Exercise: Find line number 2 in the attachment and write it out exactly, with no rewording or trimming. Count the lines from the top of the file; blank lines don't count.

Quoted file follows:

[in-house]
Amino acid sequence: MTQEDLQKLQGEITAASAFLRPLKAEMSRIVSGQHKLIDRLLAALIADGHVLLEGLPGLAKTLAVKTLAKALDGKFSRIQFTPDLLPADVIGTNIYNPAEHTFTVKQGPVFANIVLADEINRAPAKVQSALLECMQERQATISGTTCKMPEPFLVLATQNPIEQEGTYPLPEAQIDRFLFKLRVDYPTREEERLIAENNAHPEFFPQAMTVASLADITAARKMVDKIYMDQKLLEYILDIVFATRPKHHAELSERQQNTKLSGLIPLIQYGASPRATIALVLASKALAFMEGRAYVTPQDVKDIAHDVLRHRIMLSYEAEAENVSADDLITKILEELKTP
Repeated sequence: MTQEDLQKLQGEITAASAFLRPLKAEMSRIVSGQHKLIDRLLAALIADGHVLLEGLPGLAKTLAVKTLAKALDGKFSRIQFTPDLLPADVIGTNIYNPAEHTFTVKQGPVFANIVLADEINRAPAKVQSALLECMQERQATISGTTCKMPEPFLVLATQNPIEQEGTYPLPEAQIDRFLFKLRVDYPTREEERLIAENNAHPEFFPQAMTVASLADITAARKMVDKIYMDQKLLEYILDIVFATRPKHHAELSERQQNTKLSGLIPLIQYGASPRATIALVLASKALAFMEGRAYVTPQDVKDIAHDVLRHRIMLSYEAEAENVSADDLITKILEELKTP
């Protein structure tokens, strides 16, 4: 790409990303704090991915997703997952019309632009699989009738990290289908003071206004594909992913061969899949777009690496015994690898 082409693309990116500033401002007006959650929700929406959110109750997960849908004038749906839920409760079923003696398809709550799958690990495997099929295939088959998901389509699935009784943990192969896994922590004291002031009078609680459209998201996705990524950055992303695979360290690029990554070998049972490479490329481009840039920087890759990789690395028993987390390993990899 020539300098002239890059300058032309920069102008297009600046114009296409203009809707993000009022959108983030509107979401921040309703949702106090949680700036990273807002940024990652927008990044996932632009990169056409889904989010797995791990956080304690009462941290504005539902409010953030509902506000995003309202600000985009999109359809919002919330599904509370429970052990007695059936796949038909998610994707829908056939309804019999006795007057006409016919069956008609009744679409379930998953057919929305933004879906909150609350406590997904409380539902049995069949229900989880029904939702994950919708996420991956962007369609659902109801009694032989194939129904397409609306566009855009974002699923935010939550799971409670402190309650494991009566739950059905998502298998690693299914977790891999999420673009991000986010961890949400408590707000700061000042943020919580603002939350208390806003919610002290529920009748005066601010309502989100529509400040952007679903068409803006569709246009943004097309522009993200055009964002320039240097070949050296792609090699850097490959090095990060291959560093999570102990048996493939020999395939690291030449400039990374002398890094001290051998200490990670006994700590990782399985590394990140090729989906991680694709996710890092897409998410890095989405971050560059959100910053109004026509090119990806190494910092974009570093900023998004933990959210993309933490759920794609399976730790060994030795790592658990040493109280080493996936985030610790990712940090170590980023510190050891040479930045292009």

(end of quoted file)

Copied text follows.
Amino acid sequence: MTQEDLQKLQGEITAASAFLRPLKAEMSRIVSGQHKLIDRLLAALIADGHVLLEGLPGLAKTLAVKTLAKALDGKFSRIQFTPDLLPADVIGTNIYNPAEHTFTVKQGPVFANIVLADEINRAPAKVQSALLECMQERQATISGTTCKMPEPFLVLATQNPIEQEGTYPLPEAQIDRFLFKLRVDYPTREEERLIAENNAHPEFFPQAMTVASLADITAARKMVDKIYMDQKLLEYILDIVFATRPKHHAELSERQQNTKLSGLIPLIQYGASPRATIALVLASKALAFMEGRAYVTPQDVKDIAHDVLRHRIMLSYEAEAENVSADDLITKILEELKTP